The Arkansas Energy Office (AEO), a division of the Arkansas Economic Development Commission, advocates and promotes energy efficiency, emerging technologies, and resource development through energy education and information programs. The AEO, with funding from the U.S. Department of Energy, State Energy Program (SEP), manages a variety of programs that assist Arkansans with their energy usage.
Among the programs the AEO utilizes SEP funding to support is the Employer Assisted Home Energy Assistance Loan (HEAL) Program. HEAL provides zero-interest loans for cost-effective energy retrofits in the industrial and commercial sectors. In turn, a portion of the energy savings are used by the industrial/commercial partner for an employer-sponsored program to fund energy improvements for their employees. To date, 385,000 square feet of space in 14 commercial buildings have been renovated with energy efficient equipment, and 15 industrial partners have implemented more efficient equipment in their processes and buildings under the program.
One industrial participant, L'Oreal USA, implemented a lighting retrofit project in its facility, and in turn used the savings to establish a residential energy revolving loan fund for its employees. The lighting retrofit is expected to save the company thousands on their annual energy costs, while allowing their employees to realize additional savings at home.
The AEO is also using SEP funds to assist the state's poultry industry. Grants are available through the AEO's Arkansas Poultry Lighting Rebate program to help reduce electrical consumption for lighting in poultry houses. To date, 147 poultry broiler growers statewide have replaced inefficient lights with 46,876 dimmable, high-intensity LED lights. The lighting retrofits are saving an estimated 13,078,404 kilowatt-hours (kWh) -- meaning significant cost savings to growers – according to estimates generated by the University of Arkansas through AEO’s Advanced Lighting Technology for Poultry Growers project.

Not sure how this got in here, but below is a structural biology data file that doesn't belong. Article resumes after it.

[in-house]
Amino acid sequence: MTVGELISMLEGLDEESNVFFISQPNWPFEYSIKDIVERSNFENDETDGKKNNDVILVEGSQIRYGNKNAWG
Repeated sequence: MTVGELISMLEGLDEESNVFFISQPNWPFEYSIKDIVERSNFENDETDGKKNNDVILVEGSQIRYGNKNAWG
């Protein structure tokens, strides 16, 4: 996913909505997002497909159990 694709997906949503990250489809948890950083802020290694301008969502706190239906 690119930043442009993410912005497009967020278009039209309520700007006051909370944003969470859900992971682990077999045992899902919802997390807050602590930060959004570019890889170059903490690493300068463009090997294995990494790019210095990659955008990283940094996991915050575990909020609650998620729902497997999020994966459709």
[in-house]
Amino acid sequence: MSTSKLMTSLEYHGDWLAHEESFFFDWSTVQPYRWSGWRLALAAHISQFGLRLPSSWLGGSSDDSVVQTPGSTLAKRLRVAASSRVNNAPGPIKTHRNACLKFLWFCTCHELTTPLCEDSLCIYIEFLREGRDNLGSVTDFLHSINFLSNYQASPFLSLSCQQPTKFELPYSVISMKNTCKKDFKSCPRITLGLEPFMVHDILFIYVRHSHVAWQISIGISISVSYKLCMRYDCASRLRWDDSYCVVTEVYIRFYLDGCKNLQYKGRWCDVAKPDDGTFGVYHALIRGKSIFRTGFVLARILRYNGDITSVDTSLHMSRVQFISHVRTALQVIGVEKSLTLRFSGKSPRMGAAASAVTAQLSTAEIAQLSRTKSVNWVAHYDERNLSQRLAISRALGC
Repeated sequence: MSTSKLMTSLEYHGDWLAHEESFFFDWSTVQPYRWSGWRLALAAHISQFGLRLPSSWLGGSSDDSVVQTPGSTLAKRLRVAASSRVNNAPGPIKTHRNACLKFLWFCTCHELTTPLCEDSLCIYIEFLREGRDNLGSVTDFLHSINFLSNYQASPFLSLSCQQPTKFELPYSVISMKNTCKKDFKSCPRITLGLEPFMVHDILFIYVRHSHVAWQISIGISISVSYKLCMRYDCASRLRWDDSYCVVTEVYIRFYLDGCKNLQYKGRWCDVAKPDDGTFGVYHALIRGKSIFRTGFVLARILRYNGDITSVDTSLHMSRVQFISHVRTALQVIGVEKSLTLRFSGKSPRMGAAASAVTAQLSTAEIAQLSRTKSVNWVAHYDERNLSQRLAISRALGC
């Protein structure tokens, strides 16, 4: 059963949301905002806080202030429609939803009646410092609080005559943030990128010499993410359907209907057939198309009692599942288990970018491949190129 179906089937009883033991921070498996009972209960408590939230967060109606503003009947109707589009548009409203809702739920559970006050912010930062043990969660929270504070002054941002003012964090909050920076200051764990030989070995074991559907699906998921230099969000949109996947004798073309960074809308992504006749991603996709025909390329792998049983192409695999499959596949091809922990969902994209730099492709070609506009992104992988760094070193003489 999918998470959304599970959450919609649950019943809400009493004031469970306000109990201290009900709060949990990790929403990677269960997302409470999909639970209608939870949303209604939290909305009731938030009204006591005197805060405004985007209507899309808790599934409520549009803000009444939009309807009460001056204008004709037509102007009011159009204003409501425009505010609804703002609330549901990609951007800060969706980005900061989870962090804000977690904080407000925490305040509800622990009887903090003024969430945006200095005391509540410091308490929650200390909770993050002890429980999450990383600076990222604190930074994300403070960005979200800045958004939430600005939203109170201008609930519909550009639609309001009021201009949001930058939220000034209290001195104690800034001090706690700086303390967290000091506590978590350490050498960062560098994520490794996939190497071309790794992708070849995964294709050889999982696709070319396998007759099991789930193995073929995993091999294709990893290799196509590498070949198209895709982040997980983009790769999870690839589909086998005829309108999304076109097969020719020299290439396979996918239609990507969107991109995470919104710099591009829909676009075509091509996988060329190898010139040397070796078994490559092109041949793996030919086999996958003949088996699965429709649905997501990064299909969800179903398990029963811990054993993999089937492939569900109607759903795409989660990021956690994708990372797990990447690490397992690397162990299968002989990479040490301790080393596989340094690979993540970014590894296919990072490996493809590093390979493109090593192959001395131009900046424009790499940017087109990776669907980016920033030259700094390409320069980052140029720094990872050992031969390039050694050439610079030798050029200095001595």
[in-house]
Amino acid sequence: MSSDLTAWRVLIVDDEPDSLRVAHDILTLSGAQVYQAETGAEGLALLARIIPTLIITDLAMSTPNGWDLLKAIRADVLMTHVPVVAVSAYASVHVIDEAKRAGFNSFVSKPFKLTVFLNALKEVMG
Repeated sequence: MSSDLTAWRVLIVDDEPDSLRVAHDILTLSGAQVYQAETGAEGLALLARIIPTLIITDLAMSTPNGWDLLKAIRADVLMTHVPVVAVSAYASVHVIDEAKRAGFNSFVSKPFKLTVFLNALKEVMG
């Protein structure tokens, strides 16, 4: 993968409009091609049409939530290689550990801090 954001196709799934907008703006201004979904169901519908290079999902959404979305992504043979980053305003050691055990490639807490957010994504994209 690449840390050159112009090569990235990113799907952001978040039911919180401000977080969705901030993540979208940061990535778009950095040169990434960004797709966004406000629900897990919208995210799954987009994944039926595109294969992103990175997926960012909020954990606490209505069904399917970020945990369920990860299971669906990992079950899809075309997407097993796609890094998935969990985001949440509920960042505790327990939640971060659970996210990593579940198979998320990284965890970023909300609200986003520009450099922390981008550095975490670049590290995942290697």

Additional efforts to support the state's industrial sector also benefit from SEP funds, including a low-interest, revolving-loan program to encourage Arkansas industries to invest in clean technologies and more energy-efficient operations. In 2011, a recycler of drilling mud and fluids used in natural gas exploration, completed an expansion of its operation with a loan from Industrial Energy Technology Loan Fund. The expansion allowed the company to recycle more diesel fuel from drilling mud. Not only did this result in an immediate reduction in electricity consumption, saving nearly 500 MWh in six months, but also produced 56,591 mmBtu of energy savings from the recovery of 402,481 gallons of diesel from drilling mud.
Another SEP funded program, the Green Technology Grant, targets companies that make or sell products that contribute to renewable energy production or programs that reduce energy use. Twelve grants have been made under the program, with three grants going to companies to produce energy efficient equipment and the remainder going to energy efficient equipment installations. Grant recipient SPLASH Super Pools, received the Southern Growth Policies Board's 2011 Innovator Award for diversifying its product line with a Green Technology Grant. SPLASH's new products include equipment used by wastewater treatment facilities and food processing plants to capture methane gas.
Renewable energy production also benefits from the SEP supported Renewable Technology Rebate Fund. The program provided production based- incentives for the installation of renewable energy systems. Prior to its launch in 2009, there were 27 net-metering photovoltaic customers in Arkansas with a combined installed capacity of 214 kilowatts (kW). Under the rebate program, 124 small-scale renewable energy installations – mostly solar – have been installed with a combined capacity of 843 kW in addition to 27 domestic solar-hot water heaters totally 2,753 sqauare feet of collectors.